Metformin is a drug commonly used to treat non-insulin-dependent diabetes. It targets cell metabolism to lower blood glucose levels. That same drug is now showing promise for treating pulmonary fibrosis.
Pulmonary fibrosis causes scar tissue to grow inside the lungs. This causes low oxygen levels and causes difficulty breathing.
The disease can be caused by environmental factors such as pollution, an infection or certain medications. Most cases of pulmonary fibrosis are idiopathic, meaning doctors cannot determine the cause.
Although therapies can help patients breathe easier and manage their symptoms, there is currently no cure for pulmonary fibrosis.
Metformin Showing Promise
Metformin is thought to treat pulmonary fibrosis by inhibiting the formation of certain components that lead to the development of pulmonary fibrosis. For example, one protein called NOX4 is generally higher in the lungs of patients with pulmonary fibrosis. Research showed that reducing these levels with metformin would lessen the inflammatory response that leads to symptoms.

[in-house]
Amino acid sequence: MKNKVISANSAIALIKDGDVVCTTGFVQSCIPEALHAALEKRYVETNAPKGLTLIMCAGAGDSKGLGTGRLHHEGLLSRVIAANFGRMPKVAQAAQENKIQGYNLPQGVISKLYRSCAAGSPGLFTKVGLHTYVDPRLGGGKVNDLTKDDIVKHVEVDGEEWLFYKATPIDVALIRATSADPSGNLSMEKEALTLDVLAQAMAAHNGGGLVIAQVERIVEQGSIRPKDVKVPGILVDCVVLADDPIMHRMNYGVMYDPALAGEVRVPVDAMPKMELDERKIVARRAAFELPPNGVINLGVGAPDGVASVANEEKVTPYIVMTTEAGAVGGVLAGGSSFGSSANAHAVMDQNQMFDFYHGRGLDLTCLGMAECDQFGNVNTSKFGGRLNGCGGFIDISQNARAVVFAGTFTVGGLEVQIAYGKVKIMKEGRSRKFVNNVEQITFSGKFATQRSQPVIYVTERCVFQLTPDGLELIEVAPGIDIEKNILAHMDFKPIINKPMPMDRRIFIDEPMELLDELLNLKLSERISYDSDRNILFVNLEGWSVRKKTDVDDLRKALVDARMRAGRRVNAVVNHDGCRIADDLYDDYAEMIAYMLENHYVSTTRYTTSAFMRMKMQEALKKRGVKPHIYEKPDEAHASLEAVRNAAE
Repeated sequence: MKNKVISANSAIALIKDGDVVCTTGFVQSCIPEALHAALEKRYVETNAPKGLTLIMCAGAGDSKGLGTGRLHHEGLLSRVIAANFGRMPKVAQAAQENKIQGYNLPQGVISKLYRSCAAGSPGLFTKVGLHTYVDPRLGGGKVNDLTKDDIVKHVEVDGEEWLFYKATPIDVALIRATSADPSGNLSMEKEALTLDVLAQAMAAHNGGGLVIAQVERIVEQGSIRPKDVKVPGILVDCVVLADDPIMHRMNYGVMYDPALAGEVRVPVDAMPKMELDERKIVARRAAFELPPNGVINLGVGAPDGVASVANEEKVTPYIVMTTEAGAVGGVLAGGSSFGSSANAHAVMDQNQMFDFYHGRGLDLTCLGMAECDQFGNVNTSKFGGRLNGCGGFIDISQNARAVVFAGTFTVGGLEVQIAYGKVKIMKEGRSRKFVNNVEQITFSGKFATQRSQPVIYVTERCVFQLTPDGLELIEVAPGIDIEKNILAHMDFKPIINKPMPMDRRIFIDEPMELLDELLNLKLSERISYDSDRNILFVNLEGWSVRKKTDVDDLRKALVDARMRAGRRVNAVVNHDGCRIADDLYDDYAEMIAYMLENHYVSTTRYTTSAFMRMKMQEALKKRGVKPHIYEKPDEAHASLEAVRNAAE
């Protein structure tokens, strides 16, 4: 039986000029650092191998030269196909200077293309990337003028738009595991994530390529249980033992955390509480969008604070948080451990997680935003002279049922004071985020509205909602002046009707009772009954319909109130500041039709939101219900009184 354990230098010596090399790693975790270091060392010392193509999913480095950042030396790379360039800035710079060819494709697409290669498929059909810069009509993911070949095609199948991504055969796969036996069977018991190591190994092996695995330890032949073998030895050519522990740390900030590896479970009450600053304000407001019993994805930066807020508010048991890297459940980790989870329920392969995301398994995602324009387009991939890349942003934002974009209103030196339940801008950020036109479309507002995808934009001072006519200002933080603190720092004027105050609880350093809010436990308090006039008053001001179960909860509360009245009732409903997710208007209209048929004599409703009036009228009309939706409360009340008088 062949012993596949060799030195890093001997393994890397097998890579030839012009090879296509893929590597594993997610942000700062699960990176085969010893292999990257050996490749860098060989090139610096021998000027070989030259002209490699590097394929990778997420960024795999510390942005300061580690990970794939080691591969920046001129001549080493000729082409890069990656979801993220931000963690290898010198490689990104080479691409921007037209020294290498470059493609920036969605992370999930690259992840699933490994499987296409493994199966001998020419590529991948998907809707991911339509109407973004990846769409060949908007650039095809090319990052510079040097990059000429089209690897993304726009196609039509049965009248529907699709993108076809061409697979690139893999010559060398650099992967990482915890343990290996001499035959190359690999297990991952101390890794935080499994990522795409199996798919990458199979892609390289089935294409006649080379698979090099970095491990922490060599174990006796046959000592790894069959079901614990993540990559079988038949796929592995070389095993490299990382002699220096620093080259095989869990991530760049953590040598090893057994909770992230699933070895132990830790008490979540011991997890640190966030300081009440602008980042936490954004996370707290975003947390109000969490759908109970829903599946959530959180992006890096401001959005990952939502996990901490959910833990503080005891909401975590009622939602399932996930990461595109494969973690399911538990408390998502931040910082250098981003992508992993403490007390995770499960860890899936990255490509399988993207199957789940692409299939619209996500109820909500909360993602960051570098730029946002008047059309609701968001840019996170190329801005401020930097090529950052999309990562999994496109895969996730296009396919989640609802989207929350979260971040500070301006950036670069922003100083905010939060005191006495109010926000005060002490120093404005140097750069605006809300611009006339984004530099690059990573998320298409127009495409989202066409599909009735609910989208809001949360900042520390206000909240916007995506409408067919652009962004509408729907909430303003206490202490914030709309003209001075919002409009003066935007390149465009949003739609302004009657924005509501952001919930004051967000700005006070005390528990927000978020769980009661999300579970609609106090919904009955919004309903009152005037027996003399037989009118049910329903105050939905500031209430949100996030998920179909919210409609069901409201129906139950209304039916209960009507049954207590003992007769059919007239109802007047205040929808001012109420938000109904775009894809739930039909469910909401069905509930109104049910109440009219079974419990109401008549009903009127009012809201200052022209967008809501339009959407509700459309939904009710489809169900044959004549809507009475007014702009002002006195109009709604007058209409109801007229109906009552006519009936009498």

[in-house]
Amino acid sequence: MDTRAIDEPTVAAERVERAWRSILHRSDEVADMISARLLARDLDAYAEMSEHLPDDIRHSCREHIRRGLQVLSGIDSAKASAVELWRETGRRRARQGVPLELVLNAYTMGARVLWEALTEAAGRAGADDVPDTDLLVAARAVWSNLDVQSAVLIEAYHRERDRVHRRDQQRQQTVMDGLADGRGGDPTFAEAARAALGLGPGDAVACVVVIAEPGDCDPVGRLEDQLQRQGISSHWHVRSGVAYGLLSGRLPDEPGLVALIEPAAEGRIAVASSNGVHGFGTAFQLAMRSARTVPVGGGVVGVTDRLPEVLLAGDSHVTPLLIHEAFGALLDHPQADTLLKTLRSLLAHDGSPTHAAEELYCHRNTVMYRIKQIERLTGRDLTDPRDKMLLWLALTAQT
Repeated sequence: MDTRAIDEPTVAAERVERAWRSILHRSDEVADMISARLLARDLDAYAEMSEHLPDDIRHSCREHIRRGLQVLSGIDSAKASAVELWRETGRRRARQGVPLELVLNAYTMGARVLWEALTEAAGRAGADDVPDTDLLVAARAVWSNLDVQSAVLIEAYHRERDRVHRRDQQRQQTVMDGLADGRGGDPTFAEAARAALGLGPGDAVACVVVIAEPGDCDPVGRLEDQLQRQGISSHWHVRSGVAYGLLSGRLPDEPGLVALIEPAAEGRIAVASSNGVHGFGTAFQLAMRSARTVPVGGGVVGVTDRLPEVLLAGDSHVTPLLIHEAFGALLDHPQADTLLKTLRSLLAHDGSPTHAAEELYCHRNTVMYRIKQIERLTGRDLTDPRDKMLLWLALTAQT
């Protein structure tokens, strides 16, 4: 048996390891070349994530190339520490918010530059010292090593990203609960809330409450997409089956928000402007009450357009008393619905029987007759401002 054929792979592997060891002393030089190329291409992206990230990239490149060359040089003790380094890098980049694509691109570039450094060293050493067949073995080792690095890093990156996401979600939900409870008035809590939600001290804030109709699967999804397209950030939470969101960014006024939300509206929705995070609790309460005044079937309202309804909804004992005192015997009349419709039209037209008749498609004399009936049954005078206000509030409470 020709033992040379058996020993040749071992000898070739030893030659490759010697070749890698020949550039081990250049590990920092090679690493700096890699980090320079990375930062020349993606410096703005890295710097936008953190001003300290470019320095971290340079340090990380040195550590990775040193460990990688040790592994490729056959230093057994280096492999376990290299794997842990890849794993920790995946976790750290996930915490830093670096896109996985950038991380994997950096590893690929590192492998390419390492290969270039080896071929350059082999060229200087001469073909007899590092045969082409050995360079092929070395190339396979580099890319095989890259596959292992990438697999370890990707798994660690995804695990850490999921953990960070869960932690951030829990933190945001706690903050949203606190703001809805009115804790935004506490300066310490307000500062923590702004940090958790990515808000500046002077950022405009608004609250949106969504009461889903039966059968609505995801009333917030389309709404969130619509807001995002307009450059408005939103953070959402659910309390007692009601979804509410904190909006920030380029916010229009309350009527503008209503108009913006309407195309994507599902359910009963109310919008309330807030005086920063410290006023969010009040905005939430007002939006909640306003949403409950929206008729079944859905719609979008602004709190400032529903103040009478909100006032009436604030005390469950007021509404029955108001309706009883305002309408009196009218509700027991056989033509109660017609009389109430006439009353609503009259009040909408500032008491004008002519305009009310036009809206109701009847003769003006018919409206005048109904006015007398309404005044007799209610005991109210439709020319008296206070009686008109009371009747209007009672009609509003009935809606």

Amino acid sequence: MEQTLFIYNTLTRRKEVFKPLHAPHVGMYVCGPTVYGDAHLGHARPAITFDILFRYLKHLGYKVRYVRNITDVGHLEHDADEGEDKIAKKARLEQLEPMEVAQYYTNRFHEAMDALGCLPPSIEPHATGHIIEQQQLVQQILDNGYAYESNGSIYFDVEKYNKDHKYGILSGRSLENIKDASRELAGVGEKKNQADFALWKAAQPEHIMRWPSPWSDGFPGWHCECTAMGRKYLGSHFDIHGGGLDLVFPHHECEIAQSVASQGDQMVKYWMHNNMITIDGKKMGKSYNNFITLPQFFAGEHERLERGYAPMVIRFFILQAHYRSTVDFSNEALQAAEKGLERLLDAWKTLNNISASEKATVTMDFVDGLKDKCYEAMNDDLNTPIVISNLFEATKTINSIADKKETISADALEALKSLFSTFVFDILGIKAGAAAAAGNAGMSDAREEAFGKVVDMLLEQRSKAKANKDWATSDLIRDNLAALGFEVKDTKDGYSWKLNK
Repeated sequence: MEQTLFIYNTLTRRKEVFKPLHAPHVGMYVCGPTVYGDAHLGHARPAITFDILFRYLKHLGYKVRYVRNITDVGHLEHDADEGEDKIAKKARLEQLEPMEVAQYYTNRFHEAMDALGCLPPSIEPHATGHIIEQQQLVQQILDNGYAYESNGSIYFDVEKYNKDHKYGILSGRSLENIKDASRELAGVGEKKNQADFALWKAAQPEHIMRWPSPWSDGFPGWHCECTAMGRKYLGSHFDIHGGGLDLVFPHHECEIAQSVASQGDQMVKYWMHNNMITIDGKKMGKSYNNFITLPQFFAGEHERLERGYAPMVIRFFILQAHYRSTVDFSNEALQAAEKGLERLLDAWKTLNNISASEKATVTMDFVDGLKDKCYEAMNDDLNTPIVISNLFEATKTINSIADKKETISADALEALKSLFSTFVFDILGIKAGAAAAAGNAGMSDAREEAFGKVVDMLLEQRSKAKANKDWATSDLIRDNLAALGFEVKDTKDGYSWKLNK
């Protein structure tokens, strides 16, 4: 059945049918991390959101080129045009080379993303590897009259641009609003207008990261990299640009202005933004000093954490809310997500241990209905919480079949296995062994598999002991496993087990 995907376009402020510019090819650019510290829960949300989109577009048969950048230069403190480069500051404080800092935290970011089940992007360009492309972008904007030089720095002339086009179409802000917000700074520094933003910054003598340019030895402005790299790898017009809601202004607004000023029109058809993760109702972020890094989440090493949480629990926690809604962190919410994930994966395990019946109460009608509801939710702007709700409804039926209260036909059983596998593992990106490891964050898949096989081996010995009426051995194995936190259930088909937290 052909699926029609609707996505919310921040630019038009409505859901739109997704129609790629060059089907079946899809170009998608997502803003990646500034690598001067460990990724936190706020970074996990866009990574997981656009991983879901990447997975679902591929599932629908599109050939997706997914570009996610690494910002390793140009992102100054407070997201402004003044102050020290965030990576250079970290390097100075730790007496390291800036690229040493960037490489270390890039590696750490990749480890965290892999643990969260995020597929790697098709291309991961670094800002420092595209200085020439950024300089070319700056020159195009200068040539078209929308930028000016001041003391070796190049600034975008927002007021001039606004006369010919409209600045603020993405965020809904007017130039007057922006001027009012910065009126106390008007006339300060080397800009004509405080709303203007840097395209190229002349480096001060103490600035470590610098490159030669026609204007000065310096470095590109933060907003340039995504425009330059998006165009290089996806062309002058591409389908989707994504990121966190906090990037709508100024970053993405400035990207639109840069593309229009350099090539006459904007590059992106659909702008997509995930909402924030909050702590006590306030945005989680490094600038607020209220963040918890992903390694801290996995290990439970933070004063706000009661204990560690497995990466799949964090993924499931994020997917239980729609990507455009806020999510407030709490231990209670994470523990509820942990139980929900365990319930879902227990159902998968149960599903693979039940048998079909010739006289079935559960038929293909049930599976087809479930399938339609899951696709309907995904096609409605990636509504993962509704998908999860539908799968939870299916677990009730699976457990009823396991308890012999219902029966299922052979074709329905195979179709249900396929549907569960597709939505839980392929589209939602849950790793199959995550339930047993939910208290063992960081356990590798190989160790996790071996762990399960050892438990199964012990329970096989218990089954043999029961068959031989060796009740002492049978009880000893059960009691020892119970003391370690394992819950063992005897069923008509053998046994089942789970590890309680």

Metformin is already proven to be safe and effective by the Federal Drug Administration, speeding up the process to get it to pulmonary fibrosis patients who could benefit from it. Future clinical trials will be simplified and have a decreased risk for unexpected adverse reactions.
In July 2018, researchers made a new discovery in the use of metformin for pulmonary fibrosis. A study at the University of Alabama showed that established pulmonary fibrosis could be reversed with metformin treatment. Using lung cells from mice, their study supports the concept that the drug could be a useful therapeutic strategy for those living with pulmonary fibrosis.
While there are currently no studies supporting clinically relevant outcomes in humans with pulmonary fibrosis, this is still an important step. Effective treatment options are lacking for people living with pulmonary fibrosis. More research is needed, but metformin is showing promise for the future of pulmonary fibrosis treatment.